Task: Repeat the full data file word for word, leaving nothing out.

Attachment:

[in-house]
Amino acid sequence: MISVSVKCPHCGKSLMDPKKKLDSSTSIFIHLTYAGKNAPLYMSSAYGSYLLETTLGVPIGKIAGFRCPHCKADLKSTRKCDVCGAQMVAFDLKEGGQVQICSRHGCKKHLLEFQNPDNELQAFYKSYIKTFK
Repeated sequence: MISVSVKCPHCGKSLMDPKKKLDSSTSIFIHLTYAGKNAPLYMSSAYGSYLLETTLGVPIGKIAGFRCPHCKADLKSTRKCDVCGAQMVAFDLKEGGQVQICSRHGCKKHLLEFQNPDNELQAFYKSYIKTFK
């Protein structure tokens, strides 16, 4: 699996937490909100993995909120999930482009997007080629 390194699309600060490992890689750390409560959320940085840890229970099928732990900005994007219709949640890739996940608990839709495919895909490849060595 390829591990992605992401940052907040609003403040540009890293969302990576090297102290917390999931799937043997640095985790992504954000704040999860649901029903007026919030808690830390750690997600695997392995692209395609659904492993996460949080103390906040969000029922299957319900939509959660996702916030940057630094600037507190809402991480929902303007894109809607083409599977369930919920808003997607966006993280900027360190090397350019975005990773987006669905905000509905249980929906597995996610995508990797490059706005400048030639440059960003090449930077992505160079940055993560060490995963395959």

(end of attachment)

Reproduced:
[in-house]
Amino acid sequence: MISVSVKCPHCGKSLMDPKKKLDSSTSIFIHLTYAGKNAPLYMSSAYGSYLLETTLGVPIGKIAGFRCPHCKADLKSTRKCDVCGAQMVAFDLKEGGQVQICSRHGCKKHLLEFQNPDNELQAFYKSYIKTFK
Repeated sequence: MISVSVKCPHCGKSLMDPKKKLDSSTSIFIHLTYAGKNAPLYMSSAYGSYLLETTLGVPIGKIAGFRCPHCKADLKSTRKCDVCGAQMVAFDLKEGGQVQICSRHGCKKHLLEFQNPDNELQAFYKSYIKTFK
């Protein structure tokens, strides 16, 4: 699996937490909100993995909120999930482009997007080629 390194699309600060490992890689750390409560959320940085840890229970099928732990900005994007219709949640890739996940608990839709495919895909490849060595 390829591990992605992401940052907040609003403040540009890293969302990576090297102290917390999931799937043997640095985790992504954000704040999860649901029903007026919030808690830390750690997600695997392995692209395609659904492993996460949080103390906040969000029922299957319900939509959660996702916030940057630094600037507190809402991480929902303007894109809607083409599977369930919920808003997607966006993280900027360190090397350019975005990773987006669905905000509905249980929906597995996610995508990797490059706005400048030639440059960003090449930077992505160079940055993560060490995963395959």